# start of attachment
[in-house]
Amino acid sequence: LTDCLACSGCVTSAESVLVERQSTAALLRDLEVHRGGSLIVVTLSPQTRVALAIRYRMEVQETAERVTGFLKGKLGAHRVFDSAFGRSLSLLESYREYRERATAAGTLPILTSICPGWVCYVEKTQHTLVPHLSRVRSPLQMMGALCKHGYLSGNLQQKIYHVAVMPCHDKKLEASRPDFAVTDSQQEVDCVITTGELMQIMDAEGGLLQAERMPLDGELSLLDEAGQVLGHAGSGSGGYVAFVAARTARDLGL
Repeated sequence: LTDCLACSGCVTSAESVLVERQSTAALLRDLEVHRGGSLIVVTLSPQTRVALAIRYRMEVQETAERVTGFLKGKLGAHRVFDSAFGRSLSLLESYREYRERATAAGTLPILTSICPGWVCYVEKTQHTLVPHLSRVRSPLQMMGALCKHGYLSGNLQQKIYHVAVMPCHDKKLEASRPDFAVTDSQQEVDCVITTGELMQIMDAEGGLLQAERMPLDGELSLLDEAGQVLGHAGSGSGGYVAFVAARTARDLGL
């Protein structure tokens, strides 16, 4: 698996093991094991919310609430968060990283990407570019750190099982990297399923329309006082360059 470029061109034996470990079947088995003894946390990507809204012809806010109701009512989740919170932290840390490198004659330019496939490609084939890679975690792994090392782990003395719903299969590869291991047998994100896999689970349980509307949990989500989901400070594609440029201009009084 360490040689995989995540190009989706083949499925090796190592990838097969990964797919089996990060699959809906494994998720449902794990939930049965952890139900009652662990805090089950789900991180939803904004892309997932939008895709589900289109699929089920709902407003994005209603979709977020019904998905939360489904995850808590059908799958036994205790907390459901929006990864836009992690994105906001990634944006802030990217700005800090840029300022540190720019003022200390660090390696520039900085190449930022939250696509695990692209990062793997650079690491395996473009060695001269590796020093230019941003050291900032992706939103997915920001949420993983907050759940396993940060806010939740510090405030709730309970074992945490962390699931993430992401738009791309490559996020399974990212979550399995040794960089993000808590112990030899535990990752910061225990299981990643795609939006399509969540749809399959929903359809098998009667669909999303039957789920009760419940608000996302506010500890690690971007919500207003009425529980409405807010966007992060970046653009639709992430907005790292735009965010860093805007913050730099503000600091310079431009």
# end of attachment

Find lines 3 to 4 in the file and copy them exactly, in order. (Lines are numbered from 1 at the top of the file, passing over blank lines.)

Repeated sequence: LTDCLACSGCVTSAESVLVERQSTAALLRDLEVHRGGSLIVVTLSPQTRVALAIRYRMEVQETAERVTGFLKGKLGAHRVFDSAFGRSLSLLESYREYRERATAAGTLPILTSICPGWVCYVEKTQHTLVPHLSRVRSPLQMMGALCKHGYLSGNLQQKIYHVAVMPCHDKKLEASRPDFAVTDSQQEVDCVITTGELMQIMDAEGGLLQAERMPLDGELSLLDEAGQVLGHAGSGSGGYVAFVAARTARDLGL
């Protein structure tokens, strides 16, 4: 698996093991094991919310609430968060990283990407570019750190099982990297399923329309006082360059 470029061109034996470990079947088995003894946390990507809204012809806010109701009512989740919170932290840390490198004659330019496939490609084939890679975690792994090392782990003395719903299969590869291991047998994100896999689970349980509307949990989500989901400070594609440029201009009084 360490040689995989995540190009989706083949499925090796190592990838097969990964797919089996990060699959809906494994998720449902794990939930049965952890139900009652662990805090089950789900991180939803904004892309997932939008895709589900289109699929089920709902407003994005209603979709977020019904998905939360489904995850808590059908799958036994205790907390459901929006990864836009992690994105906001990634944006802030990217700005800090840029300022540190720019003022200390660090390696520039900085190449930022939250696509695990692209990062793997650079690491395996473009060695001269590796020093230019941003050291900032992706939103997915920001949420993983907050759940396993940060806010939740510090405030709730309970074992945490962390699931993430992401738009791309490559996020399974990212979550399995040794960089993000808590112990030899535990990752910061225990299981990643795609939006399509969540749809399959929903359809098998009667669909999303039957789920009760419940608000996302506010500890690690971007919500207003009425529980409405807010966007992060970046653009639709992430907005790292735009965010860093805007913050730099503000600091310079431009």